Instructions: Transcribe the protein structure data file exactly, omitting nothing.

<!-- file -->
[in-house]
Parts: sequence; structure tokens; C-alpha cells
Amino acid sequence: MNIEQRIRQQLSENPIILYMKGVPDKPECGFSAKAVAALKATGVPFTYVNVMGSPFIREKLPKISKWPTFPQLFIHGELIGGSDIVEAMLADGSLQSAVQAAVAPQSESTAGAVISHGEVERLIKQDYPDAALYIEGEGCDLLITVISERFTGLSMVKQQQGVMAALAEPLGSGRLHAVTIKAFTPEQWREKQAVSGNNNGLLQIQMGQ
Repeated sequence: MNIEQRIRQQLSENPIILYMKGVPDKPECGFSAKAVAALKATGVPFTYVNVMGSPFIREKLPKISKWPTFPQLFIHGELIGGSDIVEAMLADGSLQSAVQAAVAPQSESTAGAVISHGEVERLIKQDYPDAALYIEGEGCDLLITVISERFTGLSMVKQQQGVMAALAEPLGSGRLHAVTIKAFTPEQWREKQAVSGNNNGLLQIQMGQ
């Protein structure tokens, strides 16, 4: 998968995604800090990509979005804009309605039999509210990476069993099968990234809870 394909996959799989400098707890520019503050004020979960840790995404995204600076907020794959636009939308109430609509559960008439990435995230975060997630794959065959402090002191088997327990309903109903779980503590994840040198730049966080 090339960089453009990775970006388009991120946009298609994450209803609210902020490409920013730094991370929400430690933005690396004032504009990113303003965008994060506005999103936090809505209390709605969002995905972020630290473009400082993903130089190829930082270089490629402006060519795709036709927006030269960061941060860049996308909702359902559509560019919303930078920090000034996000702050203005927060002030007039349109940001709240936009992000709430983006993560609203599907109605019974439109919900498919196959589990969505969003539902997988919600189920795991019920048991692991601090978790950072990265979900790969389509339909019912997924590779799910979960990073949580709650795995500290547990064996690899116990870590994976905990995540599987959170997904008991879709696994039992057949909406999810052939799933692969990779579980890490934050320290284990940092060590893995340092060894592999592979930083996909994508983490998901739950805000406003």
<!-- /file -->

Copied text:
[in-house]
Parts: sequence; structure tokens; C-alpha cells
Amino acid sequence: MNIEQRIRQQLSENPIILYMKGVPDKPECGFSAKAVAALKATGVPFTYVNVMGSPFIREKLPKISKWPTFPQLFIHGELIGGSDIVEAMLADGSLQSAVQAAVAPQSESTAGAVISHGEVERLIKQDYPDAALYIEGEGCDLLITVISERFTGLSMVKQQQGVMAALAEPLGSGRLHAVTIKAFTPEQWREKQAVSGNNNGLLQIQMGQ
Repeated sequence: MNIEQRIRQQLSENPIILYMKGVPDKPECGFSAKAVAALKATGVPFTYVNVMGSPFIREKLPKISKWPTFPQLFIHGELIGGSDIVEAMLADGSLQSAVQAAVAPQSESTAGAVISHGEVERLIKQDYPDAALYIEGEGCDLLITVISERFTGLSMVKQQQGVMAALAEPLGSGRLHAVTIKAFTPEQWREKQAVSGNNNGLLQIQMGQ
């Protein structure tokens, strides 16, 4: 998968995604800090990509979005804009309605039999509210990476069993099968990234809870 394909996959799989400098707890520019503050004020979960840790995404995204600076907020794959636009939308109430609509559960008439990435995230975060997630794959065959402090002191088997327990309903109903779980503590994840040198730049966080 090339960089453009990775970006388009991120946009298609994450209803609210902020490409920013730094991370929400430690933005690396004032504009990113303003965008994060506005999103936090809505209390709605969002995905972020630290473009400082993903130089190829930082270089490629402006060519795709036709927006030269960061941060860049996308909702359902559509560019919303930078920090000034996000702050203005927060002030007039349109940001709240936009992000709430983006993560609203599907109605019974439109919900498919196959589990969505969003539902997988919600189920795991019920048991692991601090978790950072990265979900790969389509339909019912997924590779799910979960990073949580709650795995500290547990064996690899116990870590994976905990995540599987959170997904008991879709696994039992057949909406999810052939799933692969990779579980890490934050320290284990940092060590893995340092060894592999592979930083996909994508983490998901739950805000406003």